Meet the Chennai brands that are representing the city at the Lakme Fashion Week Winter/Festive 2019
Three Chennai-based designers, who have been working years to put the city on the national fashion map will make their debut showcase at the St. Regis in Mumbai for the Lakme Fashion Week Winter/Festi
Issues of representation and inclusivity have found a voice on runways world over. It has sometimes been about body type, sometimes about race and ethnicity and closer home, about regionalism. Joining the global trend, the last few seasons of Lakme Fashion Weeks have seen city-based brands walk alongside industry biggies like Mumbai-based Gaurav Gupta, ace-couturier Manish Malhotra and designer duo Shantanu Nikhil among others. And this season it is no different. Three Chennai-based designers, who have been working years to put the city on the national fashion map will make their debut showcase at the St. Regis in Mumbai for the Lakme Fashion Week Winter/Festive 2019. From rallying behind the emerging streetwear trend to using experimental cuts on traditional garments, here’s all you need to know about their upcoming collections before they hit the ramp.
Born and raised into a family with a textile export business, Bandana Narula’s earliest tryst with fabric was at a very young age. Graduating with a Masters degree in Fashion Business – Marketing & Merchandising, the 31-year-old first started a boutique in 2014, before finding her niche in bespoke ethnic bridal wear. “My collections usually are replete with colour, texture and embroidery,” shares Bandana, whose eponymous brand has been a regular at the Chennai Couture Fashion Week. However, with the Winter/Festive collection, the designer has broadened horizons and is set to launch her first pret line, Dazva, that includes ensembles for the bride’s entourage. “For Dazva, we have stuck to a pastel colour palette of salmon pink, mint blues and greens, with slightly darker shades of mauve and purple. We have stayed away from heavy embellishments and used minimal self-hued sequins, tubes and belts.” Apart from the kali skirts, anarkalis and saris, the line will have lehengas with pleats and paired with boxy tops.
What to expect: An abundance of lightweight silks featuring inhouse chevron prints on ethnic silhouettes that allow ease of movement.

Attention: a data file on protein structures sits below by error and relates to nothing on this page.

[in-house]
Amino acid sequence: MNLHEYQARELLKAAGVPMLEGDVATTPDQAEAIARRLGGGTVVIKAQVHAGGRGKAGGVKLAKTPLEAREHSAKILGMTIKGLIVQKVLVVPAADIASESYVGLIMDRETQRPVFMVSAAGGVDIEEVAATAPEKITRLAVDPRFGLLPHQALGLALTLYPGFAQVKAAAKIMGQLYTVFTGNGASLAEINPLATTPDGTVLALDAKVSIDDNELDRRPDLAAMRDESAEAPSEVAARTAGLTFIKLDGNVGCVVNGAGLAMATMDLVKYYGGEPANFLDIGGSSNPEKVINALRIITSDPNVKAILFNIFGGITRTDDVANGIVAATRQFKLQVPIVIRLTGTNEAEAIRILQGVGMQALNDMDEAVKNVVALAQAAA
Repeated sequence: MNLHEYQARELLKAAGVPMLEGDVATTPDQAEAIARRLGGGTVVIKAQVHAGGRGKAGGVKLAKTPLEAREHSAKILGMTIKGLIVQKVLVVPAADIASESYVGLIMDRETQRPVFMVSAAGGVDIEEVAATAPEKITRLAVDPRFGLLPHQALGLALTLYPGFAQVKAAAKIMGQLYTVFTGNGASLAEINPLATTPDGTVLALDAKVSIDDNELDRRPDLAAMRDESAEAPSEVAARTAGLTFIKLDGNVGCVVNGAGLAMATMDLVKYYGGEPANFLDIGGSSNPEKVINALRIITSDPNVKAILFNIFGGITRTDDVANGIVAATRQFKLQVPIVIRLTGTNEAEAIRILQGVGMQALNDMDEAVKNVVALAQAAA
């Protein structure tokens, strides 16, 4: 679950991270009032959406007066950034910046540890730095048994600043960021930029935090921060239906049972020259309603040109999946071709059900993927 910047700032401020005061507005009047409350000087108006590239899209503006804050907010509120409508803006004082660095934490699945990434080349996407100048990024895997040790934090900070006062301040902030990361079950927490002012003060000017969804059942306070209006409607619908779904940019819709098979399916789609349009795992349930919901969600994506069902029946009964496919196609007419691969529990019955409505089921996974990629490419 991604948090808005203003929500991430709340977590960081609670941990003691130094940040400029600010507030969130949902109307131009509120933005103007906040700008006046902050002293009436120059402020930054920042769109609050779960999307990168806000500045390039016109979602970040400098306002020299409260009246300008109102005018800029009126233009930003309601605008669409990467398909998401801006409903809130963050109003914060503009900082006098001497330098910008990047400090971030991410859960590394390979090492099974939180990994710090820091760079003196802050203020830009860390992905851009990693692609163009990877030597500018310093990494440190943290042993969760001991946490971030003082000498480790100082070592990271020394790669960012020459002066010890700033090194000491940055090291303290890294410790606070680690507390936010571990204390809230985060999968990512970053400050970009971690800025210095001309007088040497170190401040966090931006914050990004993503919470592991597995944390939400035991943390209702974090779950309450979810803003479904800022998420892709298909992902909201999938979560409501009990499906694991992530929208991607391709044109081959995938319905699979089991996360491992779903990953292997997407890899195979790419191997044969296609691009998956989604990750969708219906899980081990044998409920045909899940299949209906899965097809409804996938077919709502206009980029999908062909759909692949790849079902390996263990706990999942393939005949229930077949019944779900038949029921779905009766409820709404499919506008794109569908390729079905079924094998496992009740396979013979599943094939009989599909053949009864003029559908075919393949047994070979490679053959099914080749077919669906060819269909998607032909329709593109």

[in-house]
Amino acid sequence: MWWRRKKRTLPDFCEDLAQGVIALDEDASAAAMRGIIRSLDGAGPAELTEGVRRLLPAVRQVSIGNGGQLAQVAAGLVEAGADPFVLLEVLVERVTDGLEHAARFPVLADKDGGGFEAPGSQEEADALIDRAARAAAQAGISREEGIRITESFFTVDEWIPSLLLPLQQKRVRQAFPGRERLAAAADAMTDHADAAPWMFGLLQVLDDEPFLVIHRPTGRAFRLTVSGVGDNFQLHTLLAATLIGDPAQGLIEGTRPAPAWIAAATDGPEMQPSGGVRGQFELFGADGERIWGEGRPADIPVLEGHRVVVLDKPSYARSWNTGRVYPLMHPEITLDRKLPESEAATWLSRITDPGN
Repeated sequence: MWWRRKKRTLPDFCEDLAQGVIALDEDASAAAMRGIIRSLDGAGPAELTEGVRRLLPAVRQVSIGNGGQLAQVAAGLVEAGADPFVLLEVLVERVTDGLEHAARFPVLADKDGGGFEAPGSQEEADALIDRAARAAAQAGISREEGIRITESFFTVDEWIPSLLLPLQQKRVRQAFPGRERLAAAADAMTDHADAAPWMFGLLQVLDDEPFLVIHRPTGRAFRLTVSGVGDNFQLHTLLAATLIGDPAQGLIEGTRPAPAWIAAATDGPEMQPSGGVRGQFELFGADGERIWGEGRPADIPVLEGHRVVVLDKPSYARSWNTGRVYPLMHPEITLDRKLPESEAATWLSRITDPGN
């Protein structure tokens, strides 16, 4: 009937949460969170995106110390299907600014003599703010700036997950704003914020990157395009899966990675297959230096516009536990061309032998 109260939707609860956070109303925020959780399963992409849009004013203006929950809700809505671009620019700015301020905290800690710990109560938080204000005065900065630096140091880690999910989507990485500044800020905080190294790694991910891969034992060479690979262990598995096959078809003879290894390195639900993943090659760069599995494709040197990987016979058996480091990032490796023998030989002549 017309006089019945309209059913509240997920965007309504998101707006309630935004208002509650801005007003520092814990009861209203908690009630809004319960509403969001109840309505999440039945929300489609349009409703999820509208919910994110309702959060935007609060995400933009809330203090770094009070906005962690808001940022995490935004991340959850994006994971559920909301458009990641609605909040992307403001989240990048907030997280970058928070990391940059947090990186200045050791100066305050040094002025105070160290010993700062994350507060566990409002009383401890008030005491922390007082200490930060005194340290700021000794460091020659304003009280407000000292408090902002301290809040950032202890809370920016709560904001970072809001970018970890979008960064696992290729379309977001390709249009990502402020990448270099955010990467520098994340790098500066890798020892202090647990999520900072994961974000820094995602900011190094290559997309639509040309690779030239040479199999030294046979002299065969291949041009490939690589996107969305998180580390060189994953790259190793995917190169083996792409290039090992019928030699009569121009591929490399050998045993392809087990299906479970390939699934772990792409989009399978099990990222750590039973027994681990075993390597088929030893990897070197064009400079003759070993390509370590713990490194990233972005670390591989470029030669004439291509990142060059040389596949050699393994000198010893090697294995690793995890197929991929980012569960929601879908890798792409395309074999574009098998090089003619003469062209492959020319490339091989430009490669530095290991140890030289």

Kaveri Lalchand’s brand philosophy has always been trans-seasonal, easy-to-wear clothing. And the Chennai-based designer doesn’t like tagging them under the category of anti-fit silhouettes. “I prefer the term happy size. It is a concept I have embraced for years, where the fits and cuts are flattering to all body types,” says the designer. Known for her use of delicate French floral motifs and colours like cantaloupe green, pink lemonade and tangerine, Kaveri’s Festive '19 Collection, called Festive Dreams, doesn’t stray very far. Introducing linen knits along with chantilly lace and organza, the line uses dandelions, leaves and other floral motifs as gold stamps, laser cut applique and embroidery. As a part of her LFW debut, the designer has also roped in Shabana Azmi as the showstopper.
What to expect: Draped and layered dresses, ruffled scarves and wraps, flared pantaloons and flowing jackets.
For Brooklyn-based designers Shruti and Harsha Biswajit, the name Biskit is an intrinsic part of their Indian identity. Born and raised in Chennai, the siblings were much influenced by their parents, artist Shalini Biswajit and cartoonist Biswajit Balasubramanian, and launched their first artistic concept unisex clothing line in 2017. “The core identity of the brand revolves around comfort, functionality, and durability above all else,” says Harsha, taking a break from the fitting schedule ahead of his showcase that will take place together with other homegrown streetwear brands Gundi Studios, Jaywalking and Six5Six. “The term streetwear doesn’t appeal to us. These are labels that are added by the customer,” he says. Debuting 12 garments on the ramp, the line titled Spaced Out will include bomber jackets and shirts covered in space debris patterns, astronaut motifs on a white T-shirts, and circular patches of stars on tunic sleeves.
What to expect: White spacesuits with reflective strips and black denim jackets with a surrealist version of Indian astronaut Rakesh Sharma made from knit, cotton and cotton blends.